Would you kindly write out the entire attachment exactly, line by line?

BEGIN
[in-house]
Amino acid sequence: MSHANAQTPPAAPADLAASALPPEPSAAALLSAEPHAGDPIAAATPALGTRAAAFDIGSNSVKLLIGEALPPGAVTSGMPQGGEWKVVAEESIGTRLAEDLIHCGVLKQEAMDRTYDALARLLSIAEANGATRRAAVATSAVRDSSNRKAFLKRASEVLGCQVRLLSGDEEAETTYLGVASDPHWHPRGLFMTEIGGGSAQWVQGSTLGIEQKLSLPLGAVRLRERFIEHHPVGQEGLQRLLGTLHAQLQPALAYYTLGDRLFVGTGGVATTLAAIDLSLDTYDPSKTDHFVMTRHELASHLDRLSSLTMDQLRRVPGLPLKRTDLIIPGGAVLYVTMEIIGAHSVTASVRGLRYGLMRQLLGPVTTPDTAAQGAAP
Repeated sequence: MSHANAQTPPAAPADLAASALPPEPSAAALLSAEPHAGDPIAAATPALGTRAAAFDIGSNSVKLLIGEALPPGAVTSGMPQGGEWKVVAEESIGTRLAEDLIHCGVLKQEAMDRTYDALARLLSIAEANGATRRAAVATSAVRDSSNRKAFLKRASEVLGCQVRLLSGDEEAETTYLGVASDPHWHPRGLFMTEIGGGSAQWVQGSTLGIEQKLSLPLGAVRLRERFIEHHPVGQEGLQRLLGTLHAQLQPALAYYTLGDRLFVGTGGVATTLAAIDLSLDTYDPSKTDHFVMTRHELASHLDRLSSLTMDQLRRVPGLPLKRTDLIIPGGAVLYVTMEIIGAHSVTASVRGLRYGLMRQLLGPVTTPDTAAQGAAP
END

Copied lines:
[in-house]
Amino acid sequence: MSHANAQTPPAAPADLAASALPPEPSAAALLSAEPHAGDPIAAATPALGTRAAAFDIGSNSVKLLIGEALPPGAVTSGMPQGGEWKVVAEESIGTRLAEDLIHCGVLKQEAMDRTYDALARLLSIAEANGATRRAAVATSAVRDSSNRKAFLKRASEVLGCQVRLLSGDEEAETTYLGVASDPHWHPRGLFMTEIGGGSAQWVQGSTLGIEQKLSLPLGAVRLRERFIEHHPVGQEGLQRLLGTLHAQLQPALAYYTLGDRLFVGTGGVATTLAAIDLSLDTYDPSKTDHFVMTRHELASHLDRLSSLTMDQLRRVPGLPLKRTDLIIPGGAVLYVTMEIIGAHSVTASVRGLRYGLMRQLLGPVTTPDTAAQGAAP
Repeated sequence: MSHANAQTPPAAPADLAASALPPEPSAAALLSAEPHAGDPIAAATPALGTRAAAFDIGSNSVKLLIGEALPPGAVTSGMPQGGEWKVVAEESIGTRLAEDLIHCGVLKQEAMDRTYDALARLLSIAEANGATRRAAVATSAVRDSSNRKAFLKRASEVLGCQVRLLSGDEEAETTYLGVASDPHWHPRGLFMTEIGGGSAQWVQGSTLGIEQKLSLPLGAVRLRERFIEHHPVGQEGLQRLLGTLHAQLQPALAYYTLGDRLFVGTGGVATTLAAIDLSLDTYDPSKTDHFVMTRHELASHLDRLSSLTMDQLRRVPGLPLKRTDLIIPGGAVLYVTMEIIGAHSVTASVRGLRYGLMRQLLGPVTTPDTAAQGAAP